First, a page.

Selector: Alexandra Sarkozy & Lori Rinaldi
April is a great month to get gardening! Whether you're a beginner or a seasoned pro, each new spring brings a fresh set of gardening possibilities and challenges. There are as many ways to grow a garden as there are gardeners: growing vegetables in pots, tending a bed of flowers, and constructing larger landscaping projects are all fun and relaxing ways to strengthen our relationships with the natural world and to discover the wonder of plants in the human environment. We hope this guide will provide some resources for your gardening adventures in Southeast Michigan.
image source: Dreer's Garden Book, 1904, p. 8
MSU Extension will be hosting weekly Cabin Fever Conversations via Zoom. "Zoom will be used for these conversations, which will start Friday, April 3, 2020 at 10 a.m. and occur indefinitely every Friday at 10 a.m.. Each Cabin Fever Conversation will feature one guest with a different specialty, allowing them a space to share their passion and expertise. Conversations will include seed saving, cultivating indoor houseplants, flower bulbs and others. The hosts will direct the conversation based on each guest’s specialty and participants are encouraged to ask questions of their own.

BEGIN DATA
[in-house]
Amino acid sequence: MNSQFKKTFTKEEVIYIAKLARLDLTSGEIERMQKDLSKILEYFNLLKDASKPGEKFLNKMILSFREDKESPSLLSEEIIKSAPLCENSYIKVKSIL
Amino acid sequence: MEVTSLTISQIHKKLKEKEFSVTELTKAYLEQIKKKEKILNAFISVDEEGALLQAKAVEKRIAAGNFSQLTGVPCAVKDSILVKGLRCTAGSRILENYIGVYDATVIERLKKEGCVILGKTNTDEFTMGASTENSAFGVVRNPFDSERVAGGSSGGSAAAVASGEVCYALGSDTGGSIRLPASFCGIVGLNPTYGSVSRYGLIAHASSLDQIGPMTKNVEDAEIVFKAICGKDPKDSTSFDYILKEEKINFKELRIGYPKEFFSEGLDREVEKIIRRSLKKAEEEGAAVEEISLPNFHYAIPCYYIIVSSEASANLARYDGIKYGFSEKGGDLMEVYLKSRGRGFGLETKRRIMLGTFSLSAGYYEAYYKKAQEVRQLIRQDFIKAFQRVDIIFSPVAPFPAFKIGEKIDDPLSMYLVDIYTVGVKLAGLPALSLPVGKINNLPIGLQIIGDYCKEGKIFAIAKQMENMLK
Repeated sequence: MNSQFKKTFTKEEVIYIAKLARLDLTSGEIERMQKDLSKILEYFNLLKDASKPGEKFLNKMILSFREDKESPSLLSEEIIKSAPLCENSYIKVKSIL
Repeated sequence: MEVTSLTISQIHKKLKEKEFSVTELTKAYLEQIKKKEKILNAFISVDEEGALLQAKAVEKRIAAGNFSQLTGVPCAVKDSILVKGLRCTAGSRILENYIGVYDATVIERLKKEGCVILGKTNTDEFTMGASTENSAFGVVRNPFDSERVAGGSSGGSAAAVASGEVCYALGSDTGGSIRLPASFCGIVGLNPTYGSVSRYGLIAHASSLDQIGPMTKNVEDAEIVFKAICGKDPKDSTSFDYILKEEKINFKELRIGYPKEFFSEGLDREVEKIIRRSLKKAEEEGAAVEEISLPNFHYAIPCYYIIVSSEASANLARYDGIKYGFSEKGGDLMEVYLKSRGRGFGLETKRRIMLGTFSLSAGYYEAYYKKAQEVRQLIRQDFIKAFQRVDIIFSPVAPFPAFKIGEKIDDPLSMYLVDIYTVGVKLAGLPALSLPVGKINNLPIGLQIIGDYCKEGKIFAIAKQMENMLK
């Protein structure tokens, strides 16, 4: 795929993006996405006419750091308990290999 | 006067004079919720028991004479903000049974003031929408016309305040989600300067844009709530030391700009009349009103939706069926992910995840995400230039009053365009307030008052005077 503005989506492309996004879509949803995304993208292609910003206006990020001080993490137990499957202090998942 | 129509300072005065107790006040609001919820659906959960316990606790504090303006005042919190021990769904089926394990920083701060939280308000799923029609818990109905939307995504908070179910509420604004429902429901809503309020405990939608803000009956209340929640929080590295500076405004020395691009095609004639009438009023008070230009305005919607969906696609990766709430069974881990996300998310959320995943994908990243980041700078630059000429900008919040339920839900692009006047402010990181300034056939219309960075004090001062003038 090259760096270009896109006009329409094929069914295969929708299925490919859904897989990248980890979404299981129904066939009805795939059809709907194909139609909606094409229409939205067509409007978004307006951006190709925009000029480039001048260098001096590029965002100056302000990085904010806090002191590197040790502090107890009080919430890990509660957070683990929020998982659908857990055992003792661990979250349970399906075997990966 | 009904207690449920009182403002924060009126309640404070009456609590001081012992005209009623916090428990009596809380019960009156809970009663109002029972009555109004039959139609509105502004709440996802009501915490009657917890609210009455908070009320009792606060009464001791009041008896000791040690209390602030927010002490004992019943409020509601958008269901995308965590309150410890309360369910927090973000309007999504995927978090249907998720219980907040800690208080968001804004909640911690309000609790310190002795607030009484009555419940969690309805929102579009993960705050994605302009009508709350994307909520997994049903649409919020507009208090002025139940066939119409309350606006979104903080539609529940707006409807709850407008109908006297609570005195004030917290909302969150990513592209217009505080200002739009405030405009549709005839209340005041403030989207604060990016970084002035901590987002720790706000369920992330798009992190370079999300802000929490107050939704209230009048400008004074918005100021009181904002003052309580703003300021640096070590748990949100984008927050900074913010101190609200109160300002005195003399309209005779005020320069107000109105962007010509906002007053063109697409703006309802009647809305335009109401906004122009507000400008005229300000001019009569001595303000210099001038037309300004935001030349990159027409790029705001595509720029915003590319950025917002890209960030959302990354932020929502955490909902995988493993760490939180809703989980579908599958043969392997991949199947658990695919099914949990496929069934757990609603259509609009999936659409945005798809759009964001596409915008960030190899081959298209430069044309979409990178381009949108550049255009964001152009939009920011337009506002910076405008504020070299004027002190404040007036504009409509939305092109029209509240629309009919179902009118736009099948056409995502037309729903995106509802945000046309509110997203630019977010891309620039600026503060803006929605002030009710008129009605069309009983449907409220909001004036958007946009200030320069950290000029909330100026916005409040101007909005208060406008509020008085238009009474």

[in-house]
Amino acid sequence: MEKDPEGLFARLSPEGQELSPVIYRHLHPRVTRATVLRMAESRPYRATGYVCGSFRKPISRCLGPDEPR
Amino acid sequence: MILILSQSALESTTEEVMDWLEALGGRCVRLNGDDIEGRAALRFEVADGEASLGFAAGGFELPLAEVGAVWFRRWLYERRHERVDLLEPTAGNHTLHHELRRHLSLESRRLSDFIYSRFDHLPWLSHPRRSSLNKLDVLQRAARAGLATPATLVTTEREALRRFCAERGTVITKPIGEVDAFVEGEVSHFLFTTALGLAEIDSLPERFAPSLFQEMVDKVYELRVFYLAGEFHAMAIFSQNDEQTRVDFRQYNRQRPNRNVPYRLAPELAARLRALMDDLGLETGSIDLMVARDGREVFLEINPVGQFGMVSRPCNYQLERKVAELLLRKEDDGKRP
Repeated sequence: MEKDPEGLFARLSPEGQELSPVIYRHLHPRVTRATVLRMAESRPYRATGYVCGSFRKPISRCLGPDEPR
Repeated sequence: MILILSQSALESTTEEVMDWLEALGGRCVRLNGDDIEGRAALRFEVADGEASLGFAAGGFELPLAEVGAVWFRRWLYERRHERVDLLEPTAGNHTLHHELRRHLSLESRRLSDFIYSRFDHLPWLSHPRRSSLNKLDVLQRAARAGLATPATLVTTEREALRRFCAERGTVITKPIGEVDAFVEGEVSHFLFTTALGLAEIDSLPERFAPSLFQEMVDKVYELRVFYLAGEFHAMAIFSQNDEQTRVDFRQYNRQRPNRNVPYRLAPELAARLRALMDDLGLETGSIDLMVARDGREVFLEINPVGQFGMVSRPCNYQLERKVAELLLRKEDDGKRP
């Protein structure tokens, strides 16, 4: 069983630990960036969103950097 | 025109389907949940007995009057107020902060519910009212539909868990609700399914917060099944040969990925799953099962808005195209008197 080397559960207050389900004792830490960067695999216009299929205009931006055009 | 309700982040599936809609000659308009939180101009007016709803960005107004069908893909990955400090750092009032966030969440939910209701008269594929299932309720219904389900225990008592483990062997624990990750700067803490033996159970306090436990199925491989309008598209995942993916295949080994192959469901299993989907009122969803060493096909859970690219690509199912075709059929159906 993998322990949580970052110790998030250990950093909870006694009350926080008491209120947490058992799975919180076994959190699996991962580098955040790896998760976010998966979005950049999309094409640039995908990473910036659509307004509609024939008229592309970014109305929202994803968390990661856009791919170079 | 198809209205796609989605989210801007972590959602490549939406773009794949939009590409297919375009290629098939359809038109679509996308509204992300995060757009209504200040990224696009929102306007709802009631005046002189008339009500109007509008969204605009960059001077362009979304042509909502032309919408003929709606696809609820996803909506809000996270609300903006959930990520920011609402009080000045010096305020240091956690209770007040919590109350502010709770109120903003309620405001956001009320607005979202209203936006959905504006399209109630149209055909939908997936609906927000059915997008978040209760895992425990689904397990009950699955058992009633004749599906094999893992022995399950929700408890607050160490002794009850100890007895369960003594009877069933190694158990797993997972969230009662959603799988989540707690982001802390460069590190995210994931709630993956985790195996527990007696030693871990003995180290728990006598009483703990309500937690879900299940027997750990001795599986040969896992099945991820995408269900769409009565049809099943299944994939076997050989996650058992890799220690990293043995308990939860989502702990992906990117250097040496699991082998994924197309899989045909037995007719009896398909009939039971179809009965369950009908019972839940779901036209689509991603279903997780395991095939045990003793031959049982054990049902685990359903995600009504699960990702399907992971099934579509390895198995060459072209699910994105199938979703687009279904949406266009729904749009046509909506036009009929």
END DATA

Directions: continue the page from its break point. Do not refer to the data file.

Urban Roots 2011 Kanopy streaming video "This is the story of the spontaneous emergence of urban farming in the city of Detroit. Detroit, once an industrial powerhouse, is a city devastated by the loss of half its population due to the collapse of manufacturing. By the looks of it, the city has died. But now, against all odds, in the empty lots, in the old factory yards, and the sad, sagging blocks of company housing, seeds of change are taking root. Official Selection at the **Sebastopol Documentary Film Festival** and at the **San Francisco Green Film Festival.** *"...conveys an infectious energy spreading throughout the city, garden by garden, that is palpable even to faraway viewers." - Claire Thompson, **Grist***
Food (Justice) for All 2014 Kanopy streaming video "All across the country, the ways and means of America’s small farmers are evolving. Young Hispanic farm laborers in California’s Salinas Valley are moving up the economic ladder, training to become tomorrow’s organic farm owners. In Houston, Congolese refugees are creating communities around vacant urban lots. And in nearby Dallas, a struggling college commits an unthinkable act of football heresy, plowing their gridiron into a garden and transforming a social need into a delicious educational opportunity."
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